Lumber constraints will get worse before getting better.
By Matthew Saunders
The set up for 2022 will drive continued lumber shortages and high pricing volatility—the same can be generalized across building product categories. The eventual easing of broader supply-side constraints will not immediately solve longer-term structural lumber supply issues. Watch for lumber prices to remain at historically elevated levels and more volatile for longer.
Rollercoaster lumber prices. This is an accurate, and often used, description for the track lumber prices have followed since the start of the pandemic: soaring to record levels and with unprecedented volatility.
Today, the price of lumber stands at around $1,200 per thousand board feet. And volatility metrics show a significant step change in the size of price swings. As these dynamics have unfolded, the price of lumber has become an important measure of existing supply constraints and ongoing disruptions.
Consider lumber’s multiple logistical touchpoints—logged, processed by a sawmill, and then railed and trucked to lumber yards and end users. Along the way, lumber’s journey overlaps with a large section of the domestic supply chain. The causes of the current supply-constrained economy are well documented.
These include coordination issues, trucker shortages, the strength in goods compared to services consumption and slow-to-recover labor force participation rates. Each supply chain disruption has reverberated in the price of lumber, pushing price levels and volatility higher.
Lumber is a commodity tied to its use in housing and remodeling. Elevated lumber prices have clear consequences; for example, worsening affordability for prospective home buyers and escalating remodeling costs. The same goes for price volatility; builders waiting until later in the construction process to appropriately price the homes they sell.
When examined in isolation, these effects understate the overall impact, given widespread shortages across building materials and interdependencies in construction schedules.
Widespread building material shortages and interdependencies amplify the impact of individual product shortages. At this point in the housing cycle, builder cycle times are extremely stretched; the same can be said for the order backlog of professional remodelers. To illustrate: consider the elevated levels of housing inventory that is under construction and authorized, but not yet started.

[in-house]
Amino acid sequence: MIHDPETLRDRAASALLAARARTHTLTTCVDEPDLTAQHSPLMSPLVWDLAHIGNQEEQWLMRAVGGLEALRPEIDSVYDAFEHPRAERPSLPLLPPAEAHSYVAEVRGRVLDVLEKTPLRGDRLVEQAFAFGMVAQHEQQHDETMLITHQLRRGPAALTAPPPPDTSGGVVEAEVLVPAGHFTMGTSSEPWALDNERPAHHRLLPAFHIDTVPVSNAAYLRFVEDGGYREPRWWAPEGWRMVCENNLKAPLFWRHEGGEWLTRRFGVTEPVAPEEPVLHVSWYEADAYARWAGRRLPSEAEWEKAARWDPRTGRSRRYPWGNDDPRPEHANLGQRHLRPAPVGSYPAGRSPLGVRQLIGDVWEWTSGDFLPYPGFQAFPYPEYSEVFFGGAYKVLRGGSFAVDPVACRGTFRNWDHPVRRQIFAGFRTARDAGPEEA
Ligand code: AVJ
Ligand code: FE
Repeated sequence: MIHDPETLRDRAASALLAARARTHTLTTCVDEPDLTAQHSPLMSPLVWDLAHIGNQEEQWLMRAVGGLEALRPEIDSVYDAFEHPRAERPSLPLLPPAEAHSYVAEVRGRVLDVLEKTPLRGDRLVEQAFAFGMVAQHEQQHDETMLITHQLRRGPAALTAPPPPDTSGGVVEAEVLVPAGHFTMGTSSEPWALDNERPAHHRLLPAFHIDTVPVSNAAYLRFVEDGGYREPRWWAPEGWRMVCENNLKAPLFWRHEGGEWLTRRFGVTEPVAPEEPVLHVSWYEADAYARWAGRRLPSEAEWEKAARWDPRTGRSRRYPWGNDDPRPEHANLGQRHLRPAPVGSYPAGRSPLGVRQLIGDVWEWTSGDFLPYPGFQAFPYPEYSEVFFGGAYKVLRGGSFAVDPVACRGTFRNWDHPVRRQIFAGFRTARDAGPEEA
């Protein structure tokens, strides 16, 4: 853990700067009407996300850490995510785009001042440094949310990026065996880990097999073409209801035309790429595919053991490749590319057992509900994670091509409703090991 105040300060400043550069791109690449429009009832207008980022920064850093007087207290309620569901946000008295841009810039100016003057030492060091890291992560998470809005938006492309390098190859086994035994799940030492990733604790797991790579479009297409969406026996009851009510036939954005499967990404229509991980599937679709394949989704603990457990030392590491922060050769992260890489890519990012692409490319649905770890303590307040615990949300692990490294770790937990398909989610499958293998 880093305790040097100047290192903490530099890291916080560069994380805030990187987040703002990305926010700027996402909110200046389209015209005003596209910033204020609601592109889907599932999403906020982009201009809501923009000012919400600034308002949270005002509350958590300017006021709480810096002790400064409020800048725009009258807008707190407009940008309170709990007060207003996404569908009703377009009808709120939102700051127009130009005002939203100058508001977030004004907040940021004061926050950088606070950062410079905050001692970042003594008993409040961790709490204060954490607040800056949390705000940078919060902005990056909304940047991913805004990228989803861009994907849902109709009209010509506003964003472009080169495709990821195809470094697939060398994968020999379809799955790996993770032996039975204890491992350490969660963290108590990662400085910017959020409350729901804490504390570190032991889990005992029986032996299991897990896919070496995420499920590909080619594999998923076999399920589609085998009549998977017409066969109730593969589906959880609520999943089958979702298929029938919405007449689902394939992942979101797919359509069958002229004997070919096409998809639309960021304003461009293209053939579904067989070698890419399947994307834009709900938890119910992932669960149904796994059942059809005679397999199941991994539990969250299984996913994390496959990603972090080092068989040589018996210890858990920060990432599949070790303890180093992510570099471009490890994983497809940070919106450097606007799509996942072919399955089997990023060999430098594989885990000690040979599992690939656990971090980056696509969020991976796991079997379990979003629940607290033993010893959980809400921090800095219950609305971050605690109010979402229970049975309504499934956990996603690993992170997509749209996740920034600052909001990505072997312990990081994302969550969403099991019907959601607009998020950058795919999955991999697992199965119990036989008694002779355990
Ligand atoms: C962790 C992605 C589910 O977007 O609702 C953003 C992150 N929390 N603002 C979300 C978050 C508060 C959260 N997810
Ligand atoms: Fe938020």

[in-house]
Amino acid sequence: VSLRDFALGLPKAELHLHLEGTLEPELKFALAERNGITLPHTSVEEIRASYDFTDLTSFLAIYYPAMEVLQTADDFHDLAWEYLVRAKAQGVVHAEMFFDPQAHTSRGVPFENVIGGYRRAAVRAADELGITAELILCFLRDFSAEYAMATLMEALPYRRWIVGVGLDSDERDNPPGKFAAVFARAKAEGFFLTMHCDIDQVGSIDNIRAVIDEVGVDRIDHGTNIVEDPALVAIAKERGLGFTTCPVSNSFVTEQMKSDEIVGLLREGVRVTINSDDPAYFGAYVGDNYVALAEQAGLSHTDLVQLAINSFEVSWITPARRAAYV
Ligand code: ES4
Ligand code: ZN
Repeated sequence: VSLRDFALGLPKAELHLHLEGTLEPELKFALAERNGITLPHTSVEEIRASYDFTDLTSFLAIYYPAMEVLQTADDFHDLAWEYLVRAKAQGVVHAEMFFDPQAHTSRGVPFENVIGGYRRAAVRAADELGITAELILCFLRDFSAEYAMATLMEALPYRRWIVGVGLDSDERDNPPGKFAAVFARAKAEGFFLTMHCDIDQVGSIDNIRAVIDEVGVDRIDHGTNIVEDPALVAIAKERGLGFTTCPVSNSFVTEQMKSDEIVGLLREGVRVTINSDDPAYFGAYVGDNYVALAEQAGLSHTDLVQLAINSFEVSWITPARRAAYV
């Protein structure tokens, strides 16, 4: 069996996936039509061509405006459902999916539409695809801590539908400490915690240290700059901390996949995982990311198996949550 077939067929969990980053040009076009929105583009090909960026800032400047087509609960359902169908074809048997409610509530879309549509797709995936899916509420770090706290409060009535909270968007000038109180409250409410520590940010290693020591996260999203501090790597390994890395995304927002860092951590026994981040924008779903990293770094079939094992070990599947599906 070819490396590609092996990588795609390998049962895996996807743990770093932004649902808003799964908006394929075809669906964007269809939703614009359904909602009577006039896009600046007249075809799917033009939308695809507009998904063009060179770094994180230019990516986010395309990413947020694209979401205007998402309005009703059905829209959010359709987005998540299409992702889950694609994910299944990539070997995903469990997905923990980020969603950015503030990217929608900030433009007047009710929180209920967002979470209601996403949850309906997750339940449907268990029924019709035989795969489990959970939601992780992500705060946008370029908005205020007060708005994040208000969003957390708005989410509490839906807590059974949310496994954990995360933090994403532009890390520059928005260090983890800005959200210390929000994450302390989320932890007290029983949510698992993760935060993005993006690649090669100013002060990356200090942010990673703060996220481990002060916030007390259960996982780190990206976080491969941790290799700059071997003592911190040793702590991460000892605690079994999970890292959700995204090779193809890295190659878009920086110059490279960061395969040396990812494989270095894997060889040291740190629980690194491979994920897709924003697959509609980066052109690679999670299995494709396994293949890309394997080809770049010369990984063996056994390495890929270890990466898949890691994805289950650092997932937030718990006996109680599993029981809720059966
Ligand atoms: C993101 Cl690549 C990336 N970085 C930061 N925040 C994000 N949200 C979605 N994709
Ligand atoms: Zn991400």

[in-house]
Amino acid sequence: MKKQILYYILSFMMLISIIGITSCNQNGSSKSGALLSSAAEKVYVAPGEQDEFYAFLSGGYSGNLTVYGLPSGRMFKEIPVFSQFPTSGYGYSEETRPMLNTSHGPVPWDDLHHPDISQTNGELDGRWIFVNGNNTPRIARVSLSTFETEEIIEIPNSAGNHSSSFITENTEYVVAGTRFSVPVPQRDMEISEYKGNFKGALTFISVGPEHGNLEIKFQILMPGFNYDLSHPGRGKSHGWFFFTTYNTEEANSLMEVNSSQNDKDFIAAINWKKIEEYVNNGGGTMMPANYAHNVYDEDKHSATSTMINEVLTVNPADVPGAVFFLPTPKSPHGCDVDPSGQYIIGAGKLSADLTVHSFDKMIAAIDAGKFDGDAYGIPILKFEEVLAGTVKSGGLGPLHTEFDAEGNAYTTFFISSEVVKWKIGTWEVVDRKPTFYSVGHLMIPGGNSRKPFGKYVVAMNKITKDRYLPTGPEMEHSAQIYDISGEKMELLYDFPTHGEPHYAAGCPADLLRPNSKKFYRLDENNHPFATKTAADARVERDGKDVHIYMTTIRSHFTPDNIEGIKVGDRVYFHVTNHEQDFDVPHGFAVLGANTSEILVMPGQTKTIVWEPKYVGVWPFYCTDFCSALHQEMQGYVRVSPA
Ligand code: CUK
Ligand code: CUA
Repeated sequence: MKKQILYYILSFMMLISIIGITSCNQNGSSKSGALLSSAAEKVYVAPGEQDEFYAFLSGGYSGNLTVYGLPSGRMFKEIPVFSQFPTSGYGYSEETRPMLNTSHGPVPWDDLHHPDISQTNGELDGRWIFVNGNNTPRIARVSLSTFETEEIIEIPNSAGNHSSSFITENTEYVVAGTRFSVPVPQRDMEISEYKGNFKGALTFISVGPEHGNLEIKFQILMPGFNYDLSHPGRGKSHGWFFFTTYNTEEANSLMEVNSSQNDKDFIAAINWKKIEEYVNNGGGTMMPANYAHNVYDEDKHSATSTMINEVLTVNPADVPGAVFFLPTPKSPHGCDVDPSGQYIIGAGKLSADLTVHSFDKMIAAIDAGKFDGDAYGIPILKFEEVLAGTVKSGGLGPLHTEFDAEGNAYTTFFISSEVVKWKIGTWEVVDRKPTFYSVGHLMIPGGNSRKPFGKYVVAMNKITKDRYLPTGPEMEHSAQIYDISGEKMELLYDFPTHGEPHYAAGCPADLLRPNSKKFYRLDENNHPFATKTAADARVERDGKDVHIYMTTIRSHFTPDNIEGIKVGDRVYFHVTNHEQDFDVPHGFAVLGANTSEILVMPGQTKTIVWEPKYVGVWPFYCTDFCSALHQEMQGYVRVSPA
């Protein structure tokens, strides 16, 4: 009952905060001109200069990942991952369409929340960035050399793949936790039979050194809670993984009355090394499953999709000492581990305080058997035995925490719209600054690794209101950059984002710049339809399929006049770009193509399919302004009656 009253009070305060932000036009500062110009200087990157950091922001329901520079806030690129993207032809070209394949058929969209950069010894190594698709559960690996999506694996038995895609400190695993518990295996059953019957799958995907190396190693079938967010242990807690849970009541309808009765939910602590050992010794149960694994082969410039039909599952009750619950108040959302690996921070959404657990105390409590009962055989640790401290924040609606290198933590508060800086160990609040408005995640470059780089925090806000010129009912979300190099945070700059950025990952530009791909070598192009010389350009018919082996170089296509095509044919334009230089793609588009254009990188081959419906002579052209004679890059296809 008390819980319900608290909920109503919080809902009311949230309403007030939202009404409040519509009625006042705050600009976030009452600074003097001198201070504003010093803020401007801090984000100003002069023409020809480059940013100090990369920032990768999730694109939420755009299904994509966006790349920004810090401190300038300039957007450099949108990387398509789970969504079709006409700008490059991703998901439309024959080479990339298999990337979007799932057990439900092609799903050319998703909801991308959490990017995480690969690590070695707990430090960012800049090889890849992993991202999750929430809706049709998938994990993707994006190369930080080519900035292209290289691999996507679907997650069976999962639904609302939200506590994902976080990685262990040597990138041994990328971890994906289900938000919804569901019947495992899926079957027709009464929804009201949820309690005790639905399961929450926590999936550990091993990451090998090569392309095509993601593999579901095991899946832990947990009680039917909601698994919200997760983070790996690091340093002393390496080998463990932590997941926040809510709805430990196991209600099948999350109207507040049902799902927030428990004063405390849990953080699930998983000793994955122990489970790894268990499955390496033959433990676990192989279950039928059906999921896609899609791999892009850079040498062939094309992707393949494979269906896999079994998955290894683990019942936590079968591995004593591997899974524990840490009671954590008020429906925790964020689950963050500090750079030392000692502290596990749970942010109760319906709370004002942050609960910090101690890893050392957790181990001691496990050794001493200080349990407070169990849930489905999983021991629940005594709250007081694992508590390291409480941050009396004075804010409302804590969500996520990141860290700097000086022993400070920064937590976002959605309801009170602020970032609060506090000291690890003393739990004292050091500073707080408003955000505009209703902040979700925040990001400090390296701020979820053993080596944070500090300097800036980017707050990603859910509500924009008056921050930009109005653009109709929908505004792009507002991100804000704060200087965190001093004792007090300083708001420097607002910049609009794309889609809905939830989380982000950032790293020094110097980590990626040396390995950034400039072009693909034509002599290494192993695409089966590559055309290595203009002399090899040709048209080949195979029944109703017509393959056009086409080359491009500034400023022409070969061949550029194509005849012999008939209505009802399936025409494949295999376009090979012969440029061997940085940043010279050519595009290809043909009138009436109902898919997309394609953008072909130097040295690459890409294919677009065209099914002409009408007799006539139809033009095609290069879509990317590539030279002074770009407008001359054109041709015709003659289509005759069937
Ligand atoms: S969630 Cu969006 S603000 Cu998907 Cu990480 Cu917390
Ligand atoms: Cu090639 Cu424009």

This “shadow supply” is at the highest level in 45 years and is a strong tailwind for building materials spending. The opportunity to “dollarize” what is in the pipeline has never been this high, nor this challenging. Our internal modeling shows that, at a macro level, a slight change in builder cycle times is associated with pronounced changes in 2022 new construction building materials spending.
Strikingly, we find a one month change in builder cycle times is more impactful than a five-percentage point swing in housing starts growth.
Demand for new homes is outstripping the ability of builders to supply new homes, resulting in the intentional metering of sales. Remodeling demand is also growing rapidly, driven by a combination of cyclical factors (more sensitive to swings in the economy) and structural factors (which are unlikely to slow).
Against this strong demand backdrop, near-term improvements in lumber’s availability are dependent on the resolution of economy-wide supply constraints. Our most recent reading is these constraints are not easing and will potentially get worse before they improve.
Still, once economy-wide supply constraints are resolved, longer-term lumber supply additions will continue to be challenged to meet the growing needs of housing and remodeling. The U.S. consumes more lumber than is produced domestically.
Canada has historically been the primary supplier of imported lumber, responsible for around one-third of the lumber used in U.S. home building. Lumber supply out of Canada has been declining—and the rate of these declines is expected to accelerate.
Reductions in the annual allowable cut on crown lands, imposed following the devastation of the Mountain Pine Beetle epidemic and wildfires, are contributing factors. Solutions, such as the push to ramp up U.S. Southern Yellow Pine production (an imperfect substitute for Canadian lumber) and further expanding lumber import markets, will only gradually scale to meet incremental demand.